I spotted a frog – a frog worthy of a photograph I thought. Camera out, I zoomed in and squatted down to snap the beastie…when I slipped and took a tumble on some wet and slimy ground. This fall badly jarred my L knee (the poorly one) and I really thought that this was the end of my Challenge. A sit down to gather my thoughts and to massage my poorly knee convinced me that I should continue. The knee was quite sore but it was bearable.
I continued my descent, passing Rupert who’d decided that he deserved and sit down and a quick brew & a bite.
After a good mile or so I looked at my map….only to realise that I no longer had my specs. When I slipped I must have gone one way and my specs had gone t’other. I dropped my pack and hobbled back to search. After well over an hour I gave up – a pair of brown-framed specs hidden in heather aren’t the easiest things to find.
Feeling quite sorry for myself, I hobbled painfully down to Newtonmore, I was tired and hungry. And then it started to rain.
I didn’t arrive at Sue & Ali’s Newtonmore Hostel until around 9pm – quite knackered. Sue and Alvar were brilliant: tea and cake were dished up in very short order. I was put in a dorm with Andy W’s team, the only berth left was a top bunk. Andy, being the star he is, agreed to let me have his bottom bunk…..although he later admitted that he only moved because he didn’t fancy me falling on top of him during the night if I couldn’t safely get out of bed with my poorly knee.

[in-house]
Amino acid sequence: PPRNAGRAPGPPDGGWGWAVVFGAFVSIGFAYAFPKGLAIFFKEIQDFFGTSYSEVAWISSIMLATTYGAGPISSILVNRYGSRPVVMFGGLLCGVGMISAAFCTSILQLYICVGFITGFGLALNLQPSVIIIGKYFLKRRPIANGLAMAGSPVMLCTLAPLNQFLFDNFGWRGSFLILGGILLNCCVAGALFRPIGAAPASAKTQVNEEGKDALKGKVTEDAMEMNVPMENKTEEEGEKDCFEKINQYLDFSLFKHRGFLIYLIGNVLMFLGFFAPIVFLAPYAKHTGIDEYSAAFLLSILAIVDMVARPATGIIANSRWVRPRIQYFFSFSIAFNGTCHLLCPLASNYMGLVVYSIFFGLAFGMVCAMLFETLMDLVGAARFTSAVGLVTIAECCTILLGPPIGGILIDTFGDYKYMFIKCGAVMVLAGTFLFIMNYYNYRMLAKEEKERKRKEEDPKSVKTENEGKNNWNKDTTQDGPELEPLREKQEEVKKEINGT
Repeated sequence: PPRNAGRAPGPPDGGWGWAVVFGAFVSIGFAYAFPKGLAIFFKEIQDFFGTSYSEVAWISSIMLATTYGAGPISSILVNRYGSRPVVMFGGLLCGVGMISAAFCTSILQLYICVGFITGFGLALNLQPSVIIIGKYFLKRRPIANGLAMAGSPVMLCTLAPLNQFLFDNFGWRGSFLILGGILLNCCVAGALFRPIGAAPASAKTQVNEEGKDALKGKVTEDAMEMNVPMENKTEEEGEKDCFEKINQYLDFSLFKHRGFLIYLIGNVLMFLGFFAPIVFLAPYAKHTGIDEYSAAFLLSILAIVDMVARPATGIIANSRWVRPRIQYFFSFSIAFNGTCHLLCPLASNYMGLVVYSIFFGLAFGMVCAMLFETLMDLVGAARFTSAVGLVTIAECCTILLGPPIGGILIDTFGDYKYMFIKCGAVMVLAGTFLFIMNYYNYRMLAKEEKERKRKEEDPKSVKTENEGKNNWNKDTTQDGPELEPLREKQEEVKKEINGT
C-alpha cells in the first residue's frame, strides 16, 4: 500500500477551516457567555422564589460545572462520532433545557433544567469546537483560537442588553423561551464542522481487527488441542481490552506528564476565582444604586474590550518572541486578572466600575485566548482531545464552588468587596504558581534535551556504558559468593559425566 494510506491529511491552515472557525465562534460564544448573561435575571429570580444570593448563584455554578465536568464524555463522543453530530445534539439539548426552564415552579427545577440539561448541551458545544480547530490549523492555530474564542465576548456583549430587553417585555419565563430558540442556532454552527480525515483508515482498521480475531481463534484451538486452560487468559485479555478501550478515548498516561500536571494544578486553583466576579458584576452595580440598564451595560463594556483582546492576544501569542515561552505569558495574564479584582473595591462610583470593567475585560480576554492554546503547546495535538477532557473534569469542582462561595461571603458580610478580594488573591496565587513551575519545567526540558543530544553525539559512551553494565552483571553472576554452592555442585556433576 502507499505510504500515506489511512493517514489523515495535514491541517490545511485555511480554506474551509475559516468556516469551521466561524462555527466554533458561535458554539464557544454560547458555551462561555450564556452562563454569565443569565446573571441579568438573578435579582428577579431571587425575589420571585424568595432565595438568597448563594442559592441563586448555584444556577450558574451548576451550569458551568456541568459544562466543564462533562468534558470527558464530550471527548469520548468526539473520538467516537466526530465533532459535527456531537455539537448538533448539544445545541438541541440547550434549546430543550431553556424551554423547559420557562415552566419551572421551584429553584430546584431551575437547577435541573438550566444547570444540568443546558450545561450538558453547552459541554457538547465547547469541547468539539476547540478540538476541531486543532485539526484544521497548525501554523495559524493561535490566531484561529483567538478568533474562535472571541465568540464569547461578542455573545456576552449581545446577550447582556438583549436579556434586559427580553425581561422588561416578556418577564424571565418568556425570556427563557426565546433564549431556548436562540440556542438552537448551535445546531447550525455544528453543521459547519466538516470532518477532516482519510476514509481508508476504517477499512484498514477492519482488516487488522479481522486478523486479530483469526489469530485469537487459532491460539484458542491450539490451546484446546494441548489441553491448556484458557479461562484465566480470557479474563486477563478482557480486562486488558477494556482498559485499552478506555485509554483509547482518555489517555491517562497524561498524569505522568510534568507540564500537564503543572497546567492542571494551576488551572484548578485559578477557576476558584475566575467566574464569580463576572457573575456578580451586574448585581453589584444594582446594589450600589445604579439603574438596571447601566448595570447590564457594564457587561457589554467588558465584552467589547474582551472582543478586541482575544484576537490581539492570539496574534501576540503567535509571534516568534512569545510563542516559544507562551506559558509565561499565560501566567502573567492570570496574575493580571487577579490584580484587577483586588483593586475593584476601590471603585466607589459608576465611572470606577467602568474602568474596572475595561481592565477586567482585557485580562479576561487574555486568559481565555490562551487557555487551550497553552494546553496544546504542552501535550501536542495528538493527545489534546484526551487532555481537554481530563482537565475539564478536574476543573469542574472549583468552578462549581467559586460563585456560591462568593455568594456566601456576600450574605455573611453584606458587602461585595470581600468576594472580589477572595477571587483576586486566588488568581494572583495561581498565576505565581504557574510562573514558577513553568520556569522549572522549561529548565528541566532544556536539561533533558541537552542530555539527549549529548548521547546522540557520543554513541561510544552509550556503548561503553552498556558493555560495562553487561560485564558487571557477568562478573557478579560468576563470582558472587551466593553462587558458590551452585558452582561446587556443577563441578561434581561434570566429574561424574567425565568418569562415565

I still owe him a pint though!
And the photo of the frog wasn’t that good after all.
Cuckoo Count: 0
Thursday 18th May, Newtonmore to Ruigh Aiteachain Bothy
I should say something about Sue & Ali’s Newtonmore Hostel but I’m struggling to find enough superlatives: It’s wonderful, warm, comfortable, very welcoming and has excellent facilities. It’s always nice to have a comfy hotel or B&B, but given the choice in Newtonmore I’d much prefer the hostel.
(Image nicked from the hostel’s FB page)
My knee had improved overnight, it only hurt a bit. I was happy that a short and easy day lay ahead. It was late when I eventually dragged myself away from the hostel and I was now in the company of Neil and Croydon. The weather was gloriously warm and sunny and it was nice to wander down Newtonmore’s main street (Main St) and not feel hurried.